I have been a welder, machinist, engineer, and someone interested in self-reliance for many years. I read the recent discussion on SurvivalBlog of post-SHTF welding with interest.
I do not disagree that thermite could be made from scrap yard materials (done it, with aluminum filings and black sand (magnetite) from the river), but it would require a custom-made refractory mold for each joint. IMHO two other forms of welding would be much more practical.
Forge welding was the only available process up into the 1800s, and requires only anvil, hammer, fire of coke or charcoal and forced air. Borax or other flux is very helpful on steel, as opposed to wrought iron. Common salt would probably work, too, but avoid the chlorine fumes.
Electric arc welding is infinitely faster and more flexible, and not out of reach post-SHTF.
Engine-driven welding machines are common, and can of course be used as designed as long as their fuels, usually gasoline or Diesel oil, are available.
Gasoline engines can also be run on wood-gas, natural gas, propane, manure gas, with suitable carburetion; Diesels of course on vegetable or waste petroleum oils.
A steam engine burning wood, or a water-wheel, could run a generator welder just as effectively as a modern internal combustion engine, with suitable belting or gearing to provide the right rotational speed.
A medium-size off-grid solar electric power system will also run some small welding machines for limited duty cycles.
Many types of finely compounded welding rods are used today for specific purposes. However, a DC welding machine can be used to weld with coat-hanger or most other types of plain bare steel wire. It is much more difficult to control the arc, and the properties of the weld joint will not be as good, but will be usable for many purposes by a skilled welder. Nor is it out of the realm of possibility to make coated electrodes with better properties, as for instance the coating on one of the most common and most useful modern (E6010) electrodes could be closely approximated with wrapping of newspaper soaked in waterglass, or probably salt or soda mixed with powdered sand.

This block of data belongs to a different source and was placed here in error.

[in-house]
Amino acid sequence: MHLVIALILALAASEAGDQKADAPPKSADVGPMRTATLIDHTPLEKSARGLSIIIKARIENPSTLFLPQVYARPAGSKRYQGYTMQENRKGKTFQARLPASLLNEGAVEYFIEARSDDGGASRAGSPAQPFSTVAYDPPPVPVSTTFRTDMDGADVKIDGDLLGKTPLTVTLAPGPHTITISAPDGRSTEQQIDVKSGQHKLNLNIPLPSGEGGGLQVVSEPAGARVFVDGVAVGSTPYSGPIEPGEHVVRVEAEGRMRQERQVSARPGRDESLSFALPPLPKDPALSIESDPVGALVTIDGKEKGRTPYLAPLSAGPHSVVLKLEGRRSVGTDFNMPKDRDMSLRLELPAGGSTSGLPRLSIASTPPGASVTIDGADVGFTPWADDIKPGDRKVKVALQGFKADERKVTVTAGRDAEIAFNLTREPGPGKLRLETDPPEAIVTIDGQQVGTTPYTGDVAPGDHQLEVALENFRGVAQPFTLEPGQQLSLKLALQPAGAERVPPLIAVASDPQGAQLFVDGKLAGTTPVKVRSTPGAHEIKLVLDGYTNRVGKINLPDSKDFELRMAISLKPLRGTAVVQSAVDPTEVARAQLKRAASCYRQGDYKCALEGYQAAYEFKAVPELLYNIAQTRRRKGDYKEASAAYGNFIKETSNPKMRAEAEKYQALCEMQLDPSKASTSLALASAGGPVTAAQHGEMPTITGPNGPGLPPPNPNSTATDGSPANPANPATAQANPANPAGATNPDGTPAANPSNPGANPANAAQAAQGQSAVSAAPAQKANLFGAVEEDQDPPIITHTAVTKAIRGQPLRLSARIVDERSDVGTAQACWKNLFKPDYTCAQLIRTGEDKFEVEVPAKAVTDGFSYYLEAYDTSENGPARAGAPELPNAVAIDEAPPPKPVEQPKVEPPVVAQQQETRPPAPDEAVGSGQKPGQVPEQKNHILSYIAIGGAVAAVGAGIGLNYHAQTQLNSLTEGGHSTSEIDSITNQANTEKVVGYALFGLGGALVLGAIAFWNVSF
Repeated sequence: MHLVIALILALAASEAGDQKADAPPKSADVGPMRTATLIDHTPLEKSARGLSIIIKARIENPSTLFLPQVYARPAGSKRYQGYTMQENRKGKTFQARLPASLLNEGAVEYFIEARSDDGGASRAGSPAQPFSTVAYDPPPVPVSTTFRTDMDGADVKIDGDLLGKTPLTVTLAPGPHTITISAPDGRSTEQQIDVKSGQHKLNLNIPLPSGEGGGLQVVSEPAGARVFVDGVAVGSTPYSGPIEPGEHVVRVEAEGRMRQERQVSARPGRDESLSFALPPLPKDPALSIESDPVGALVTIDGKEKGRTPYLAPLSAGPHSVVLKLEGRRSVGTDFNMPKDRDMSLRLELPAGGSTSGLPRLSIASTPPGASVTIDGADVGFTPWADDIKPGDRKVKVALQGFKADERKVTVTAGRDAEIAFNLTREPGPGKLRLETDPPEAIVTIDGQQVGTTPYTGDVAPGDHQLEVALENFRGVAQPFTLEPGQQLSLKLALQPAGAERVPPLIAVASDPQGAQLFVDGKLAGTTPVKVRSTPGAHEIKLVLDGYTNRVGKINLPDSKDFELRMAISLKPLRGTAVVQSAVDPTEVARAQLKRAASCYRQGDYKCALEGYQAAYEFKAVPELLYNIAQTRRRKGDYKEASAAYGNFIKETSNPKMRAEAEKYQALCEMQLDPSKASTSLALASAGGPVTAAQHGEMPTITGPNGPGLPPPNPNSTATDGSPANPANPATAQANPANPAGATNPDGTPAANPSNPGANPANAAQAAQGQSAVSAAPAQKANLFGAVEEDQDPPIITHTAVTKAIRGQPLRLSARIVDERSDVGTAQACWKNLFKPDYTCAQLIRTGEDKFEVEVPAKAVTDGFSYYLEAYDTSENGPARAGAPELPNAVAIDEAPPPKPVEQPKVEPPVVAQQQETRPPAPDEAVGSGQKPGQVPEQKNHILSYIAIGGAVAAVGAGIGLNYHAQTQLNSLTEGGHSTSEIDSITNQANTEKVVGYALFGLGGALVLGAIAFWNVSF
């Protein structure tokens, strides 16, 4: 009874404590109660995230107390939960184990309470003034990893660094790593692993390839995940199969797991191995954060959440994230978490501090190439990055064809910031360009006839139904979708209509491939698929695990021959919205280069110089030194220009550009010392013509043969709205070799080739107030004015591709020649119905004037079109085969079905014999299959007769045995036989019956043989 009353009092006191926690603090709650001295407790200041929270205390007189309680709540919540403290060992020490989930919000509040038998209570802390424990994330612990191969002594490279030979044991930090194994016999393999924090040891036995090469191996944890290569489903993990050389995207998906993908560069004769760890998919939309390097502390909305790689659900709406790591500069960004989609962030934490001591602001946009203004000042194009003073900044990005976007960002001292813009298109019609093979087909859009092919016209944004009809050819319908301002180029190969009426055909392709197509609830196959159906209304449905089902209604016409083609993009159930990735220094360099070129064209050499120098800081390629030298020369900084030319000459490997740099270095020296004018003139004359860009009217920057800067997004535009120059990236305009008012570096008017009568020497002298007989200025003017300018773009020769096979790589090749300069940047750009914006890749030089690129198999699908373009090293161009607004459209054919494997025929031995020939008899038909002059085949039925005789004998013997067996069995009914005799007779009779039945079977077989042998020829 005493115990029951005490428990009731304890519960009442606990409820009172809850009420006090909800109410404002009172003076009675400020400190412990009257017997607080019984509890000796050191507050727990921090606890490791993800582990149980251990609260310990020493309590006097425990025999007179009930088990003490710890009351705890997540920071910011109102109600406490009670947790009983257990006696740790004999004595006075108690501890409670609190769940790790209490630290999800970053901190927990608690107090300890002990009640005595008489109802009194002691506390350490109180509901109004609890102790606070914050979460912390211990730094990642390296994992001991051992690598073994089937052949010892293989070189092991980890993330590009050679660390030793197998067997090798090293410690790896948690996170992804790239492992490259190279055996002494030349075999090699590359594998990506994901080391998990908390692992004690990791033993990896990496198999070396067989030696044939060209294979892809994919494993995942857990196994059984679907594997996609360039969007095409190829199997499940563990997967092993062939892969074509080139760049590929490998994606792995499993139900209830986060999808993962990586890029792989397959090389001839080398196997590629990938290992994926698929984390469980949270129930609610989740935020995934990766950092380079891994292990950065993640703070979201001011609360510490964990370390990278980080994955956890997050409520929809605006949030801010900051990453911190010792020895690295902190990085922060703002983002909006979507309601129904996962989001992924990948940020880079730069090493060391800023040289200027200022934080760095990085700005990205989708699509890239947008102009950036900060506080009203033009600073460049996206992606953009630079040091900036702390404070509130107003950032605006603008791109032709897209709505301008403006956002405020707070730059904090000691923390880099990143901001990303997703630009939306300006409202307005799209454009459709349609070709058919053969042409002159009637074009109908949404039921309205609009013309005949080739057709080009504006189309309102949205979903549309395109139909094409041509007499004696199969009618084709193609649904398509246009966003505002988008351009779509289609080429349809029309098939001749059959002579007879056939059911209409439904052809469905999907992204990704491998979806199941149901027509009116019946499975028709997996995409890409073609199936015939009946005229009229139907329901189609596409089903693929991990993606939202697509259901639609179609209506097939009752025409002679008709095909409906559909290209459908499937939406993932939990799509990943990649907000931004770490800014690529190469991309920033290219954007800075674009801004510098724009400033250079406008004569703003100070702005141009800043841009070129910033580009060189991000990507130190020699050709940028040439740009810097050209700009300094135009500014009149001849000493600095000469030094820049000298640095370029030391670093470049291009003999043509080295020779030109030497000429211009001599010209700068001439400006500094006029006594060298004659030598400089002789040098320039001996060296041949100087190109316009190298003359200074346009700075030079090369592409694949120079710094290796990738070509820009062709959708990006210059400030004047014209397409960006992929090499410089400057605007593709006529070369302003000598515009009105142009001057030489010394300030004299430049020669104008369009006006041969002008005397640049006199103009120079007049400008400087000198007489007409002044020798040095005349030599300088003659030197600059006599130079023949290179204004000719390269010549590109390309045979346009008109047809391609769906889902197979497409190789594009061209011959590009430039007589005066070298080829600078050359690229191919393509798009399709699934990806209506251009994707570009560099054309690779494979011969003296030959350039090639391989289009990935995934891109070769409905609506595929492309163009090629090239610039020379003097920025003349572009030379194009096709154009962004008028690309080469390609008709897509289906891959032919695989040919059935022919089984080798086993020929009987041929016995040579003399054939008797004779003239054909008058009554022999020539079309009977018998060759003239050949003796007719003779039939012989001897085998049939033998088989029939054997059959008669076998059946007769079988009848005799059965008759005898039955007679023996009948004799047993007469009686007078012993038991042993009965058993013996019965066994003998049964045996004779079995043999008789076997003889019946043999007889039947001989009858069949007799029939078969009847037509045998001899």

However I will leave you with a major caveat: If you are not a skilled welder now, then do not expect to do yourself any good by taking up the craft with improvised materials after SHTF.
One of the biggest income-enhancers for the general repair welder like myself, is the guy who buys himself his own welding machine. Fixing it after it was fixed wrong the first time, costs a lot more than doing it right the first time.
As with all skills you may wish you had in an emergency, do not wait for the emergency to acquire them.
Thanks for your service, Mr. Rawles! – Ben F.